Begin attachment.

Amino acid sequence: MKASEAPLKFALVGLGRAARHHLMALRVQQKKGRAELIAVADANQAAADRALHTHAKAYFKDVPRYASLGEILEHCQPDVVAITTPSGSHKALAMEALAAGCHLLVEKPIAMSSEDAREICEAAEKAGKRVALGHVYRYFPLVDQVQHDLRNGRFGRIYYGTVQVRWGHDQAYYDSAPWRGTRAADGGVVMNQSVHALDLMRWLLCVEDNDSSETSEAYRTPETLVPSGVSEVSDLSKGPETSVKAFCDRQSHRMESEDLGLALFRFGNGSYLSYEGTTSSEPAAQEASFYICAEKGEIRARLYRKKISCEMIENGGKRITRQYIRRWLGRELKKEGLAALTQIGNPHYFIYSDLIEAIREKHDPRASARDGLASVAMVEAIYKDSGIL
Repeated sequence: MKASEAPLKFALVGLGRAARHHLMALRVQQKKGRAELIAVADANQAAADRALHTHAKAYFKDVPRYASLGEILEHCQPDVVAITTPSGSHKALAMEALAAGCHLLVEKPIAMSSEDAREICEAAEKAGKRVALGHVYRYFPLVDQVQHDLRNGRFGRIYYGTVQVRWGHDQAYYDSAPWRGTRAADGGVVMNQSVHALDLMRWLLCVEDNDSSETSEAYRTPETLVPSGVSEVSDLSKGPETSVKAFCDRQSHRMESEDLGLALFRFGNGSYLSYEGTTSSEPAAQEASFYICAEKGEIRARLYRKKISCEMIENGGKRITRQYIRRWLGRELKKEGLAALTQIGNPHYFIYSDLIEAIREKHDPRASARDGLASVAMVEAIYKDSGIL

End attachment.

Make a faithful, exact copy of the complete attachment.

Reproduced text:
Amino acid sequence: MKASEAPLKFALVGLGRAARHHLMALRVQQKKGRAELIAVADANQAAADRALHTHAKAYFKDVPRYASLGEILEHCQPDVVAITTPSGSHKALAMEALAAGCHLLVEKPIAMSSEDAREICEAAEKAGKRVALGHVYRYFPLVDQVQHDLRNGRFGRIYYGTVQVRWGHDQAYYDSAPWRGTRAADGGVVMNQSVHALDLMRWLLCVEDNDSSETSEAYRTPETLVPSGVSEVSDLSKGPETSVKAFCDRQSHRMESEDLGLALFRFGNGSYLSYEGTTSSEPAAQEASFYICAEKGEIRARLYRKKISCEMIENGGKRITRQYIRRWLGRELKKEGLAALTQIGNPHYFIYSDLIEAIREKHDPRASARDGLASVAMVEAIYKDSGIL
Repeated sequence: MKASEAPLKFALVGLGRAARHHLMALRVQQKKGRAELIAVADANQAAADRALHTHAKAYFKDVPRYASLGEILEHCQPDVVAITTPSGSHKALAMEALAAGCHLLVEKPIAMSSEDAREICEAAEKAGKRVALGHVYRYFPLVDQVQHDLRNGRFGRIYYGTVQVRWGHDQAYYDSAPWRGTRAADGGVVMNQSVHALDLMRWLLCVEDNDSSETSEAYRTPETLVPSGVSEVSDLSKGPETSVKAFCDRQSHRMESEDLGLALFRFGNGSYLSYEGTTSSEPAAQEASFYICAEKGEIRARLYRKKISCEMIENGGKRITRQYIRRWLGRELKKEGLAALTQIGNPHYFIYSDLIEAIREKHDPRASARDGLASVAMVEAIYKDSGIL